CS588: Cryptography, Spring 2005

Manifest: Thursday 25 January 2005
Assignments Due
 Now: CS588 Pledge
 Thursday, 3 February: Problem Set 1
Optional readings:
 Claude Shannon, Theory of Secrecy Systems: Part 1, Part 2. Bell System Technical Journal, October 1949.
Notes Entropy: H(M) = Σ Prob [M_{i}] log_{2} ([1 / Prob [M_{i}])
(Sum over all messages M_{i}.)Entropy is a measure of information. The amount of new information a message conveys, depends on how surprising it is.
If M is a source that produces n messages that are all equally probable, what is H(M)?
Absolute Rate: R = how much information can be encoded
Rate: r = H(M) / N
M is the source of Nletter messages
How many meaningful 20letter messages are there in English?
Redundancy: D = R  r
Unicity Distance: U = H(K) / D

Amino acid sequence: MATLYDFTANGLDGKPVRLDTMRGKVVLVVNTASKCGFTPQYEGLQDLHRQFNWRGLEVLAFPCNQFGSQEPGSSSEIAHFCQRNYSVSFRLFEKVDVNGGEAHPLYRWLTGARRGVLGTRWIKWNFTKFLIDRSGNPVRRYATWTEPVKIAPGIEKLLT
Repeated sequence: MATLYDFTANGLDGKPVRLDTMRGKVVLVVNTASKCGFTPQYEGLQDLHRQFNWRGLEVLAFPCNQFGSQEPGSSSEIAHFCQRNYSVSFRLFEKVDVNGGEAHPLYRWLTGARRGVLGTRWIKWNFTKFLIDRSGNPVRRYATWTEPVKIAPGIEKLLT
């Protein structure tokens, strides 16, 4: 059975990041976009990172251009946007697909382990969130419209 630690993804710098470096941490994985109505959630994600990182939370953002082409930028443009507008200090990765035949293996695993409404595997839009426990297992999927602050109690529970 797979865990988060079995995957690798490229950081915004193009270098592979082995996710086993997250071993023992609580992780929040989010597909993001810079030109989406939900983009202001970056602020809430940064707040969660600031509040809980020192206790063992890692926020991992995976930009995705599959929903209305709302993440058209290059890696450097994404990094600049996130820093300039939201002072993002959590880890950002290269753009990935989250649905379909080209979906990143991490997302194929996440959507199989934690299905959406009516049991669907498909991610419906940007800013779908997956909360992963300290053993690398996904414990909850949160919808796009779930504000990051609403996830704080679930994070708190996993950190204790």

Unicity distance is the expected minimum amount of ciphertext needed for a bruteforce attack to succeed. If you have less than this, cannot determine if a particular guess is correct.
Questions
Information theory has perhaps ballooned to an importance beyond its actual accomplishments. — Claude Shannon
 Is there any source M' that produces n messages that has higher entropy than M (the source for which all n messages are equally likely described above)?
 Is Shakespearean English more or less redundant that your email?
 How could you determine the rate of English?
 What is the unicity distance of a onetime pad?
 Why is there no cipher that is both informationtheoretically perfect and practical?
University of Virginia Department of Computer Science CS 588: Cryptology  Principles and Applications 
cs588–staff@cs.virginia.edu